An Act to Eliminate Constipation

I never contemplated bananas very much until the other day, after I counseled a patient with diarrhea about the BRAT diet, consisting of bananas, rice, applesauce and toast. The next two patients I saw were in their 80’s, on fluid pills and bothered by constipation. Both patients were eating at least one banana per day for fear of low potassium.

Since that day I have informally polled constipated patients about their breakfast habits. My early results suggest that more constipated patients have cereal with milk and banana for breakfast than their non-constipated peers.

Many processed grains, particularly wheat, can be constipating. Dairy products are also constipating for many people. But bananas, fruits with lots of fiber, are they also constipating?

Reading what scientific literature I was able to find on the subject of bananas and constipation, I found several mentions of a theory that unripe, starchy, bananas are constipating, whereas ripe bananas promote regularity.

The obvious next phase of my inquiry will be to ask my banana eating patients how they prefer their bananas, ripe or more “al dente”. I know that whenever I look at bananas in the store, too many black spots on the skin makes me think they’re about to go bad, and I prefer the less sweet taste of what might be considered unripe bananas.

When I lived in Sweden, I saw a little less constipation than here, so it was a surprise to me when I read that the Swedes eat more bananas than other westerners. I know for a fact that extra ripe bananas are not preferred there. My theory on why the Swedes aren’t plagued by constipation to match their banana consumption is that they are more physically active, even into old age, than Americans. In my mother’s neighborhood, she and many other octogenarians were always out with their rolling walkers, going to the store, the bus stop or just taking a stroll.

I am beginning to formulate a better, more pragmatic approach to geriatric constipation now that I have become aware of the dichotomy of bananas. Of course, I have to also be more diligent in dispelling the myth that everybody on fluid pills has to eat a banana a day.

Another aspect of adult and geriatric constipation I have become more and more aware of is that many people with constipation get worse by eating high fiber foods. Patients with bulky, hard stools can get even bulkier stools from extra fiber. For such patients, high fiber breakfast cereal with milk and unripe banana is the ultimate insult to regularity, and a habit to be discouraged.

An apple a day may keep the doctor away as whole apples relieve constipation.

A banana a day, on the other hand, may bring about more business for the doctor.

5 Responses to “An Act to Eliminate Constipation”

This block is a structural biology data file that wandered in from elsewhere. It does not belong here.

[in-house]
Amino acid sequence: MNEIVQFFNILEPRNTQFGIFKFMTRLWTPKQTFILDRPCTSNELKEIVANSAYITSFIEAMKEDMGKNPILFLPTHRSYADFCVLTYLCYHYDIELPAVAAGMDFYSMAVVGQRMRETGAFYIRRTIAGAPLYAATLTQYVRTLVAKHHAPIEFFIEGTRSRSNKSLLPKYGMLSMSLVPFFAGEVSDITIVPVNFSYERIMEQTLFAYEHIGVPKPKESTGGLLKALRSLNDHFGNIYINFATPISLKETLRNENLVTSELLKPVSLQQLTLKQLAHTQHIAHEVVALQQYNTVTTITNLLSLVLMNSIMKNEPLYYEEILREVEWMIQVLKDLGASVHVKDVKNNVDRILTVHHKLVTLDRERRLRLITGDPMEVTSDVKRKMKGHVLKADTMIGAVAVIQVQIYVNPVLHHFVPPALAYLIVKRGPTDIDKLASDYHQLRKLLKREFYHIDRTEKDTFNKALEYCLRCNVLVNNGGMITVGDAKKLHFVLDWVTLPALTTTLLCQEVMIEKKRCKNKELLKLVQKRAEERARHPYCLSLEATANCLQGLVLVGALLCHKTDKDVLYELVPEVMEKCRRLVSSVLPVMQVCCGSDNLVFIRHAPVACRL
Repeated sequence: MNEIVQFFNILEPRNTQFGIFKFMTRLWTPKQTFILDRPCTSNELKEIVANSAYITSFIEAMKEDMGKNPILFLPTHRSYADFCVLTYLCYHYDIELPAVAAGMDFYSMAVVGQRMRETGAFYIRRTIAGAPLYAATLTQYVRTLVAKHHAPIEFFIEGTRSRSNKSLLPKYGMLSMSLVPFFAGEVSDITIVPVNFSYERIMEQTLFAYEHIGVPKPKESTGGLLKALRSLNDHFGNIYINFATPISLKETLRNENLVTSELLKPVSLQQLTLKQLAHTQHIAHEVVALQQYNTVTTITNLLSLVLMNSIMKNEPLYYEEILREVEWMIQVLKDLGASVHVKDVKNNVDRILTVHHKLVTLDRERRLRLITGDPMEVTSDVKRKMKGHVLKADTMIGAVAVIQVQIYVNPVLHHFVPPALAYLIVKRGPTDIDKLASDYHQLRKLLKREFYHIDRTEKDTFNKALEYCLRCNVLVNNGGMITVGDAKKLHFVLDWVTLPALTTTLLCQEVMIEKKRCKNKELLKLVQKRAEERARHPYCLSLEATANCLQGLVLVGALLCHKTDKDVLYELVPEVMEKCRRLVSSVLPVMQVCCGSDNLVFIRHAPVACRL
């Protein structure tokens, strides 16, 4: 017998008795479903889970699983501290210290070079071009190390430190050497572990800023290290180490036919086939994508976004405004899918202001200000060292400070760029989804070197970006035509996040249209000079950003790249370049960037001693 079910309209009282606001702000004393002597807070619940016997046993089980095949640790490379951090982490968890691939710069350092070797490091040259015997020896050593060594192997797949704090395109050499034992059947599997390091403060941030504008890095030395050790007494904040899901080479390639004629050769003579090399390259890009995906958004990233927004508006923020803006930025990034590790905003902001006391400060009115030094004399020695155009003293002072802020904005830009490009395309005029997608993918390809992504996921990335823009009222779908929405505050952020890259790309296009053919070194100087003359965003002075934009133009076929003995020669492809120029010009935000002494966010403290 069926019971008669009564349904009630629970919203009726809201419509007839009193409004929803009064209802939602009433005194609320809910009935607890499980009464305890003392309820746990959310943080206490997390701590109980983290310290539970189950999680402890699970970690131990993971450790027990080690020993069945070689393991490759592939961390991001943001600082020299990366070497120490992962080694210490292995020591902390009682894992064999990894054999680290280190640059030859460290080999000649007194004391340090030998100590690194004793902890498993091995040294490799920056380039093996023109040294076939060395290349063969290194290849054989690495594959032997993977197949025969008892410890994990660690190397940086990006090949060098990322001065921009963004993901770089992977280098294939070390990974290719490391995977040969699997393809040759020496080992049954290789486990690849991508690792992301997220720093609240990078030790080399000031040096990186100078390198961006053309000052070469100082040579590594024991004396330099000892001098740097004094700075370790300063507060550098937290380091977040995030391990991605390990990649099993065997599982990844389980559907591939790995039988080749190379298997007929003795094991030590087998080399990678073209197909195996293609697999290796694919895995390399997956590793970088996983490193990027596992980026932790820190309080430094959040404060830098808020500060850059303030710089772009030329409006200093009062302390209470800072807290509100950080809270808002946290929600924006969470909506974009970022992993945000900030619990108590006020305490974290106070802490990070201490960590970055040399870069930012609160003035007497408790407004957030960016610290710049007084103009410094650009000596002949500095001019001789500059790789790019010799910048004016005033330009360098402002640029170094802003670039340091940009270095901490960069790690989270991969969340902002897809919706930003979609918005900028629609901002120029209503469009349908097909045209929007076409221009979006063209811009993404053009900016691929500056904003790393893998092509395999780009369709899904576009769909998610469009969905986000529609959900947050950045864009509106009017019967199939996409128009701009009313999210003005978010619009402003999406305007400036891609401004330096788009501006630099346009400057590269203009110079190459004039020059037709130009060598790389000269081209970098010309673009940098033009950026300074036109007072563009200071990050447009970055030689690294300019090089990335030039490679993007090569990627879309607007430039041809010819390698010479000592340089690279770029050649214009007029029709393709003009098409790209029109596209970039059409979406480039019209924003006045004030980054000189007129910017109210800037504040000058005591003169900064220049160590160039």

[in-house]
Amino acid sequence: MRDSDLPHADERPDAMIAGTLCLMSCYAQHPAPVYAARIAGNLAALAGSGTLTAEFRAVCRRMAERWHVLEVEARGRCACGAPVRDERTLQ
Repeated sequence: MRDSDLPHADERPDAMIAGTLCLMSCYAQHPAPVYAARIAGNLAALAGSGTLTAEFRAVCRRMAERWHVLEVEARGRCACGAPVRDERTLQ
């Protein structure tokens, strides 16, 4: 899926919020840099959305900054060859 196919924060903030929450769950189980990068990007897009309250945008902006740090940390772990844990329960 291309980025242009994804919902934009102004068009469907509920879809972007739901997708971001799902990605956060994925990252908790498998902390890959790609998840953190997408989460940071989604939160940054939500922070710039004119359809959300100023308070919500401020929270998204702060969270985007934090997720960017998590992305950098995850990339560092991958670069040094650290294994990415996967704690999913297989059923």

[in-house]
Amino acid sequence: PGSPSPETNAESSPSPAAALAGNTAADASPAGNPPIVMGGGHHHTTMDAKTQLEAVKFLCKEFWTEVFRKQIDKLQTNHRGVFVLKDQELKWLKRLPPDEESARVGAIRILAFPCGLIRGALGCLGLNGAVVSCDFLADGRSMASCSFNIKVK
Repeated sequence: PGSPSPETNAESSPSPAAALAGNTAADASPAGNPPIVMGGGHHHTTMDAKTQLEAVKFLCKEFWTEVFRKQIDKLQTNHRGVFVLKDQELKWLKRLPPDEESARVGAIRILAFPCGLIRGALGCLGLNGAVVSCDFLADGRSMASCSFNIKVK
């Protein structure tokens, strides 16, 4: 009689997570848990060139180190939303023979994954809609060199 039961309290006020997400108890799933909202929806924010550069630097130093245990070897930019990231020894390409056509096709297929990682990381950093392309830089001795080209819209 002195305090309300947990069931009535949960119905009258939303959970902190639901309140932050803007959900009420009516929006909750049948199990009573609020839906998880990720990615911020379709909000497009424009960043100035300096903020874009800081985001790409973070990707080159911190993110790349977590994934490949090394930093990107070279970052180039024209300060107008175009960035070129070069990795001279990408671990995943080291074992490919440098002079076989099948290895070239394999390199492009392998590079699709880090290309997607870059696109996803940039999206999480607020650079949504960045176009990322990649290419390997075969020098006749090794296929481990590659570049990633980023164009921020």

1. 1 Peter Manns April 17, 2014 at 3:03 am

    Forty years ago I met some traveling Americans who called bananas “hinder binders”! Seems they were right.

  2. 2 Lisa April 17, 2014 at 12:45 pm

    Having issues maintaining electrolyte balance, I get frustrated that there isn’t some safe at home test to measure them like there is for glucose. I know that I’m wishing for science that I don’t understand. But it would be nice to know if I need to eat a banana or salt. That being said, I wonder if it isn’t the processed foods that is the real problem there.

  3. 3 Teri April 17, 2014 at 10:06 pm

    Interesting. I like bananas but don’t eat them often due to a laxative effect! One is okay but eating another the next day results in needing Imodium, which is pretty silly for one little banana, so I’ve learned not to do that. I regret that since they are cheap, easy, and I really do like them!

  4. 4 Shoshana Simon April 17, 2014 at 10:24 pm

    My husband and I take care of his 99-year old uncle who complains of constipation if he doesn’t have a bowel movement daily. My definition of constipation is quite different (but I’m only 70). Despite what he eats, our uncle will get “constipated” if he doesn’t drink enough water or other liquids. Many seniors neglect to get enough fluids because they don’t feel thirsty.

  5. 5 Raymond Dee May 7, 2014 at 8:09 am

    This is interesting. I know for a fact that sedentary lifestyle is one cause of constipation, maybe that’s the reason why most Western people have this problem. As of the banana, I remember my mom giving me banana whenever I have loose stools.

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Osler said “Listen to your patient, he is telling you the diagnosis”. Duvefelt says “Listen to your patient, he is telling you what kind of doctor he needs you to be”.


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